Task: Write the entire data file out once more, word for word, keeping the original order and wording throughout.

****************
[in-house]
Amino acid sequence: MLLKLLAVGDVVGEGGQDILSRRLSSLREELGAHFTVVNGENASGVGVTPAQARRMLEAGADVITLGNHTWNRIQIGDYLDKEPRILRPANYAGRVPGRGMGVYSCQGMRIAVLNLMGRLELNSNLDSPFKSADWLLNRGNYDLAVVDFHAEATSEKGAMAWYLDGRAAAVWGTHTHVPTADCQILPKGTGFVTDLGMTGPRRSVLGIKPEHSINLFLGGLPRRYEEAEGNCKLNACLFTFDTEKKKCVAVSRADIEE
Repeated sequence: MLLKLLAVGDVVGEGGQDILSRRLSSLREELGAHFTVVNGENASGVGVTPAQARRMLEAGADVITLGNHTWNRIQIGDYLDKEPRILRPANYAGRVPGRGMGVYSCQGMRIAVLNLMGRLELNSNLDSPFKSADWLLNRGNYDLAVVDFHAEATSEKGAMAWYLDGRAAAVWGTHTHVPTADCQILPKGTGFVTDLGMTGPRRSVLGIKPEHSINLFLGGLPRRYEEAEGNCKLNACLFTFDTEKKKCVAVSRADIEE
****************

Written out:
[in-house]
Amino acid sequence: MLLKLLAVGDVVGEGGQDILSRRLSSLREELGAHFTVVNGENASGVGVTPAQARRMLEAGADVITLGNHTWNRIQIGDYLDKEPRILRPANYAGRVPGRGMGVYSCQGMRIAVLNLMGRLELNSNLDSPFKSADWLLNRGNYDLAVVDFHAEATSEKGAMAWYLDGRAAAVWGTHTHVPTADCQILPKGTGFVTDLGMTGPRRSVLGIKPEHSINLFLGGLPRRYEEAEGNCKLNACLFTFDTEKKKCVAVSRADIEE
Repeated sequence: MLLKLLAVGDVVGEGGQDILSRRLSSLREELGAHFTVVNGENASGVGVTPAQARRMLEAGADVITLGNHTWNRIQIGDYLDKEPRILRPANYAGRVPGRGMGVYSCQGMRIAVLNLMGRLELNSNLDSPFKSADWLLNRGNYDLAVVDFHAEATSEKGAMAWYLDGRAAAVWGTHTHVPTADCQILPKGTGFVTDLGMTGPRRSVLGIKPEHSINLFLGGLPRRYEEAEGNCKLNACLFTFDTEKKKCVAVSRADIEE